Saturday, July 09, 2005

Site Relaunch

This site will relauch in a few days at I will transfer my hosting from blogger to Dreamhost. So check back in a few days.

Thanks to a comment on my "Web Host" post, I was reffered to an awesome deal on Web hosting by Dreamhost.

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Friday, July 08, 2005

What's the Deal With Family Guy?

First of all, let me say I'm a huge fan of Family Guy. The first three seasons were part of me. I was a living, breathing Family Guy encyclopedia. I would quote the wise Brian or do a pretty close impression of Chris but somewhere along the line it all stopped.

Well for one reason I graduated college so I can't have a serious conversation about FG anymore. But something else has changed. I just don't enjoy FG as much as I used to. Just a few weeks ago I was counted the days till Season 4. Now it's Just Another Show. My main criticism is that it's just plain not funny anymore. I'm averaging three chuckles per episode which is pretty pathetic. The dialogue from Seasons 1-3 was so sharp and crisp. Season 4's lines can't hold a candle to previous seasons.

I've watched every episode this season so you can't tell me I haven't been patient. I understand the challenges and demands of creating a weekly animated series. I've talked to people who love the new season. I've also met others who agree with me.

My post is more a cry of concern than one of dislike. I want to like the new episodes. I just hope they can fix any problems they might be having so we can again be a Big Happy Family (Guy).

Wednesday, July 06, 2005


If you're a Internet veteran, you'll recognize Project Gutenberg as one of the greatest resources online. The Gutenberg catalog contains thousands of public domain e-texts such as H.G Wells's The War of the Worlds. The only "problem" with the site is its lack of additional formats. All works on Gutenberg are available in plain text and HTML. This is fine for your computer, but for PDAs that's a different matter.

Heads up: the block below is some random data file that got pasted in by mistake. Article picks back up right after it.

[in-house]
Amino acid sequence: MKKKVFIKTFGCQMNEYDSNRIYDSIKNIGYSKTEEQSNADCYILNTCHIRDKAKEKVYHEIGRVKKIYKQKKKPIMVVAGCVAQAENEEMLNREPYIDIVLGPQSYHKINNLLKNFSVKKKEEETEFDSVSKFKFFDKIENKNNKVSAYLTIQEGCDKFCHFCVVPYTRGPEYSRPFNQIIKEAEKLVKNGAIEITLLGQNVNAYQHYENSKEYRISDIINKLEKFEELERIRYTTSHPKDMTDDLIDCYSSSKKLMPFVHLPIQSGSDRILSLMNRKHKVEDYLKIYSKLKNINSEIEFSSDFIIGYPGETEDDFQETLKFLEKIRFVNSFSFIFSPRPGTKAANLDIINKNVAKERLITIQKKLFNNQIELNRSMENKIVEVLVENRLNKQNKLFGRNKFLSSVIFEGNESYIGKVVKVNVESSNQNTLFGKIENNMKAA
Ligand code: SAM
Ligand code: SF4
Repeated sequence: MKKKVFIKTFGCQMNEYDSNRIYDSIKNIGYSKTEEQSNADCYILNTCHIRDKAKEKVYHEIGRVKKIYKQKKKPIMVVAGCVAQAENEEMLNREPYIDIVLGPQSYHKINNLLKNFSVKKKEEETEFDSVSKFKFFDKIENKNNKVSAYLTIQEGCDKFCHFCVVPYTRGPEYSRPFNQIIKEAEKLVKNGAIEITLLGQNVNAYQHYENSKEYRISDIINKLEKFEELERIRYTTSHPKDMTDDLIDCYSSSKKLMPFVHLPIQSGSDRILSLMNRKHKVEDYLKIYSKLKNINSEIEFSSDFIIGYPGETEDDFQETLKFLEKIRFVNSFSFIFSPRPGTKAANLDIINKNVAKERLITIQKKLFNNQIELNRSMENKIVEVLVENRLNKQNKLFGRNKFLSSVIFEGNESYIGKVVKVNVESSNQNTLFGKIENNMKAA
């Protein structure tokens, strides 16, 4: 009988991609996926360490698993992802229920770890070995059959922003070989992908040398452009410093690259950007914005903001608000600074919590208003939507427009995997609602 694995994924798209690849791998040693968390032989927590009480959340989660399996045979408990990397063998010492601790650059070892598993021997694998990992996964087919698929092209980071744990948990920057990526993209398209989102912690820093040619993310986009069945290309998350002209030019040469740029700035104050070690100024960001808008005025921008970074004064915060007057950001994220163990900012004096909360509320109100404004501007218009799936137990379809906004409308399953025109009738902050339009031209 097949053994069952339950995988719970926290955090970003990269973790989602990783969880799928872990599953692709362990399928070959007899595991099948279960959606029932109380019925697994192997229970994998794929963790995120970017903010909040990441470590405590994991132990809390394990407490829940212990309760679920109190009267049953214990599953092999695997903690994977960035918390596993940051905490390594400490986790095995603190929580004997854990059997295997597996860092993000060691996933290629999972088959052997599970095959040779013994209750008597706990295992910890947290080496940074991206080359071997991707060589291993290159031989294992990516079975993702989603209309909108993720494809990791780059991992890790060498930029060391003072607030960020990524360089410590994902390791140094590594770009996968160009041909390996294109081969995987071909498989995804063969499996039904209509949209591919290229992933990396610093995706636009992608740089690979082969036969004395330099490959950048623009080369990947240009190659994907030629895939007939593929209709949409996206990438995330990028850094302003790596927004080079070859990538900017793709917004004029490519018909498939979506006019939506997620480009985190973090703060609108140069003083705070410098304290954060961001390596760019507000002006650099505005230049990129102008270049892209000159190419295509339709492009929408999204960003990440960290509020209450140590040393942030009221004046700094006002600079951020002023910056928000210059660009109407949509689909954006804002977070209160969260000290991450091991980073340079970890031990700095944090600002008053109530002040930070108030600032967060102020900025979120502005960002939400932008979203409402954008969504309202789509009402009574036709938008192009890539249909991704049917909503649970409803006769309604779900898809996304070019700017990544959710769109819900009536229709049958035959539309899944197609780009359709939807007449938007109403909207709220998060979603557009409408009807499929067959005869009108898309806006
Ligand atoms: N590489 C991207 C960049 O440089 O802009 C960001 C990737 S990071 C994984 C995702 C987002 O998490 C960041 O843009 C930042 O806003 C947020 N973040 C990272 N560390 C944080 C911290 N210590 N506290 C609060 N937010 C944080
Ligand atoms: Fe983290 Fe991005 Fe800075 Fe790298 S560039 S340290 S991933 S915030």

This is where Blackmask comes in. They have converted e-texts into popular formats such as PDF, Microsoft Reader, and iSilo. You pick the format on Blackmask. It's as simple as that.

Over the years Blackmask has been one of my "can't live without" sites. I have a PDA which I load up with books. It's extremely convinient when I'm on the go or waiting at the barber. Check it out.

Tuesday, July 05, 2005

Free Nero Replacement

As I mentioned in an earlier blog post, I bought a new DVD burner. The only bad part was that it was OEM and didn't come with any software.

At the time my DVD burner was installed I downloaded the Nero 6 demo and used it happily. That was until the demo expired and I needed a replacement. I came across CDBurnerXP Pro, which is a CD/DVD burning software. I was quite impressed as I looked through the features page. I told myself it was too good to be true. This had to be some bad spyware-ridden hack of a burning suite.

Boy was I wrong. After installing and using CD Burner XP Pro, all my fears vanished. It is stable and works very well. Sure the interface isn't quite as professional as Nero's but it still exceeded my expectations. With a little bit of work, I got CD Burner XP Pro can do everything I could do with Nero.

Main Data screen

The software is frequently updated and they have some nice forums for those having problems. CD Burner XP Pro is perfect for those of us who need a functional and stable Windows burning suite and are on a budget.

Sunday, July 03, 2005

Pushing the Boundaries of Tech

A discussion over at This Week in Tech Episode 11 about Ultra Wide Band (UWB) got me thinking about how technologies evolve. We all know computers are built on standards. We have hardware standards such as PCI and IDE and software ones such as HTTP. How exactly did these standards evolve?

The trend I've seen is there are two or three possible standards for any emerging technology. The driving force behind these competing psuedo-standards are corporations such as Sony or Phillips. For example, a media standard will replace DVDs in a few years. But which one? We don't know yet. Blu-Ray and HD DVD are fighting it out to answer that very question.

The only certain thing is that the market makes the final decision. There is no guarantee the "best" technology is the one that wins. Betamax was a much better standard than VHS but it didn't win.

I'm interested in learning if there is a way we can predict which standards will emerge victorious. Is there a way to look at data from past standard wars and make a good guess for the future? If there are any trends, how can we use them to better technology for all of us? In a way it's like predicting the outcome of an election. Instead of the voting population we have the market. Emerging formats are the candidates.

I'm planning to do extensive research on this subject. I'm hoping to find something of value that can answer the questions above. I'll keep everyone updated on my progress.